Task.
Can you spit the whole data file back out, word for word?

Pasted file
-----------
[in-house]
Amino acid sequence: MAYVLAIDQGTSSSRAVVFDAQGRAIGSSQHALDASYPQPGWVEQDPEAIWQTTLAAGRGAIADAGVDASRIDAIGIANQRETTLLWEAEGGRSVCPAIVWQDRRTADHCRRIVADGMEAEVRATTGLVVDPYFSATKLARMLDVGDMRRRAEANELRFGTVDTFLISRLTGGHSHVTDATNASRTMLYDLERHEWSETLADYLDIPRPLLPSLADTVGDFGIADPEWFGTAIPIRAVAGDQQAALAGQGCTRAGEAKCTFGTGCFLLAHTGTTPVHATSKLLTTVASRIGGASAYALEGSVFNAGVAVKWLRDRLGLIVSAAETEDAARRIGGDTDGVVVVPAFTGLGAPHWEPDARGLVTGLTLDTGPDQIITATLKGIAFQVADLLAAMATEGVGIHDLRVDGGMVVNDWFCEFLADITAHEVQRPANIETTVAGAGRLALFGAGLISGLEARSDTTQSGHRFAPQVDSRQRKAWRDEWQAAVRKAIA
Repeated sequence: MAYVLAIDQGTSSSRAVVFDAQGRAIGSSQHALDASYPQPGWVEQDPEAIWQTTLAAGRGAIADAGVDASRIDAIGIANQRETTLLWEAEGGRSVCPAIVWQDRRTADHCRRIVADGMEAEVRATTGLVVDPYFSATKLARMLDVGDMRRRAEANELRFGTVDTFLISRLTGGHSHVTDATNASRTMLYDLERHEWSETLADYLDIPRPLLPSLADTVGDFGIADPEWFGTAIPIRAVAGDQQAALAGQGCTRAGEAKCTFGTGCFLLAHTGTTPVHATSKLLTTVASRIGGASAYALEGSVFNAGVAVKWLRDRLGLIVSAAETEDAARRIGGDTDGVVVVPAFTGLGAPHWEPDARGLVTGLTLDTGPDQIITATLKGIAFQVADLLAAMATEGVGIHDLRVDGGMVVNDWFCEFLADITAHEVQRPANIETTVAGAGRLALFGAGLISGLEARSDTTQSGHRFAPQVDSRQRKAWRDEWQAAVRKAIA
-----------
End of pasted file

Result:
[in-house]
Amino acid sequence: MAYVLAIDQGTSSSRAVVFDAQGRAIGSSQHALDASYPQPGWVEQDPEAIWQTTLAAGRGAIADAGVDASRIDAIGIANQRETTLLWEAEGGRSVCPAIVWQDRRTADHCRRIVADGMEAEVRATTGLVVDPYFSATKLARMLDVGDMRRRAEANELRFGTVDTFLISRLTGGHSHVTDATNASRTMLYDLERHEWSETLADYLDIPRPLLPSLADTVGDFGIADPEWFGTAIPIRAVAGDQQAALAGQGCTRAGEAKCTFGTGCFLLAHTGTTPVHATSKLLTTVASRIGGASAYALEGSVFNAGVAVKWLRDRLGLIVSAAETEDAARRIGGDTDGVVVVPAFTGLGAPHWEPDARGLVTGLTLDTGPDQIITATLKGIAFQVADLLAAMATEGVGIHDLRVDGGMVVNDWFCEFLADITAHEVQRPANIETTVAGAGRLALFGAGLISGLEARSDTTQSGHRFAPQVDSRQRKAWRDEWQAAVRKAIA
Repeated sequence: MAYVLAIDQGTSSSRAVVFDAQGRAIGSSQHALDASYPQPGWVEQDPEAIWQTTLAAGRGAIADAGVDASRIDAIGIANQRETTLLWEAEGGRSVCPAIVWQDRRTADHCRRIVADGMEAEVRATTGLVVDPYFSATKLARMLDVGDMRRRAEANELRFGTVDTFLISRLTGGHSHVTDATNASRTMLYDLERHEWSETLADYLDIPRPLLPSLADTVGDFGIADPEWFGTAIPIRAVAGDQQAALAGQGCTRAGEAKCTFGTGCFLLAHTGTTPVHATSKLLTTVASRIGGASAYALEGSVFNAGVAVKWLRDRLGLIVSAAETEDAARRIGGDTDGVVVVPAFTGLGAPHWEPDARGLVTGLTLDTGPDQIITATLKGIAFQVADLLAAMATEGVGIHDLRVDGGMVVNDWFCEFLADITAHEVQRPANIETTVAGAGRLALFGAGLISGLEARSDTTQSGHRFAPQVDSRQRKAWRDEWQAAVRKAIA